Image_1_Predictable Molecular Adaptation of Coevolving Enterococcus faecium and Lytic Phage EfV12-phi1.pdf (156.11 kB)

Image_1_Predictable Molecular Adaptation of Coevolving Enterococcus faecium and Lytic Phage EfV12-phi1.pdf

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posted on 31.01.2019, 04:05 by Stephen Wandro, Andrew Oliver, Tara Gallagher, Claudia Weihe, Whitney England, Jennifer B. H. Martiny, Katrine Whiteson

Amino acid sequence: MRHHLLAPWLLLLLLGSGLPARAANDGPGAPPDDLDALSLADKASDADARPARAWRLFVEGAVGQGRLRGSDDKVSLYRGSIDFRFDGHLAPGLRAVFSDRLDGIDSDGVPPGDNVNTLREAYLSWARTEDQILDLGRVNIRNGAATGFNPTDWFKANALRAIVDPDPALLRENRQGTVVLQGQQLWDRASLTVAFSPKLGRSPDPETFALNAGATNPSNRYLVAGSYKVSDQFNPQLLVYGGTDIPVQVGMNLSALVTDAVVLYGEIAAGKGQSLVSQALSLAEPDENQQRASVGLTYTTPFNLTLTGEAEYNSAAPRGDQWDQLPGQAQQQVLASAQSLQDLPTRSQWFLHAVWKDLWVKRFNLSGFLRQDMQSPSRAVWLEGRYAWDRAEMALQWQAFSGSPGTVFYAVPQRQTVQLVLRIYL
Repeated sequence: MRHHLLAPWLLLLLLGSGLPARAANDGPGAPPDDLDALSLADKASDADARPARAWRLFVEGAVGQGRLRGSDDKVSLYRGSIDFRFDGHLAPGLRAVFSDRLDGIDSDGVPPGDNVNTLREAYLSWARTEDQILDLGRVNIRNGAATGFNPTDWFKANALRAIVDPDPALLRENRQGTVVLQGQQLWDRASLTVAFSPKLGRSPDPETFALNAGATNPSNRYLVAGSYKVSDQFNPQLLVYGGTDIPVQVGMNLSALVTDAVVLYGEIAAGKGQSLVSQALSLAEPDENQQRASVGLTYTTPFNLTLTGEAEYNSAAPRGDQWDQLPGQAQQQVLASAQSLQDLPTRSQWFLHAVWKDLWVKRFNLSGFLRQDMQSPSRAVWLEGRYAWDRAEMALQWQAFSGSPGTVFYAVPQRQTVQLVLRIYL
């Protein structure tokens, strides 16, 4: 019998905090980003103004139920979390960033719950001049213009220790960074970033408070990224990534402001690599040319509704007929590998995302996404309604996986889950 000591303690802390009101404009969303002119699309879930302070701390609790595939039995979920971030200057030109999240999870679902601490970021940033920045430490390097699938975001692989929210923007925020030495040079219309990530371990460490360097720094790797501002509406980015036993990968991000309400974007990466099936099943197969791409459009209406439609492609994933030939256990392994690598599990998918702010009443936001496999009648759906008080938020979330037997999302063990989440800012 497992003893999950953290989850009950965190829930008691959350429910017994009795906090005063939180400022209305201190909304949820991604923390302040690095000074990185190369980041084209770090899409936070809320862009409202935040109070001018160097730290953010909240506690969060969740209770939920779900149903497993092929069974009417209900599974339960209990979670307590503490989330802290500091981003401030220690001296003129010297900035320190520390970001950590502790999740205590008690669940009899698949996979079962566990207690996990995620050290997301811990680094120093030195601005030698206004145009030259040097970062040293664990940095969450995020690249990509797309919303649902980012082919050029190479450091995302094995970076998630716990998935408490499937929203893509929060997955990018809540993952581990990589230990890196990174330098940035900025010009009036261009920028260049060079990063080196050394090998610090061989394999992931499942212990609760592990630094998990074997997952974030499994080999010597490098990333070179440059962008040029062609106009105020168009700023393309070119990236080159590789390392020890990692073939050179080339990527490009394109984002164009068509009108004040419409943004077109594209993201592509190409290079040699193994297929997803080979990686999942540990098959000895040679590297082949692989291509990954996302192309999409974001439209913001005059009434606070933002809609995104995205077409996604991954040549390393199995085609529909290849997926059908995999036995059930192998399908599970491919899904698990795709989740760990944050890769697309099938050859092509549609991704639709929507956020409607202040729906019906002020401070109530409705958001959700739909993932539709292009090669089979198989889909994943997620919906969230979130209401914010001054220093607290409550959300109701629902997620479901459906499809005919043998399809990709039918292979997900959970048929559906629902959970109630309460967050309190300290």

Bacteriophages are highly abundant in human microbiota where they coevolve with resident bacteria. Phage predation can drive the evolution of bacterial resistance, which can then drive reciprocal evolution in the phage to overcome that resistance. Such coevolutionary dynamics have not been extensively studied in human gut bacteria, and are of particular interest for both understanding and eventually manipulating the human gut microbiome. We performed experimental evolution of an Enterococcus faecium isolate from healthy human stool in the absence and presence of a single infecting Myoviridae bacteriophage, EfV12-phi1. Four replicates of E. faecium and phage were grown with twice daily serial transfers for 8 days. Genome sequencing revealed that E. faecium evolved resistance to phage through mutations in the yqwD2 gene involved in exopolysaccharide biogenesis and export, and the rpoC gene which encodes the RNA polymerase β’ subunit. In response to bacterial resistance, phage EfV12-phi1 evolved varying numbers of 1.8 kb tandem duplications within a putative tail fiber gene. Host range assays indicated that coevolution of this phage-host pair resulted in arms race dynamics in which bacterial resistance and phage infectivity increased over time. Tracking mutations from population sequencing of experimental coevolution can quickly illuminate phage entry points along with resistance strategies in both phage and host – critical information for using phage to manipulate microbial communities.

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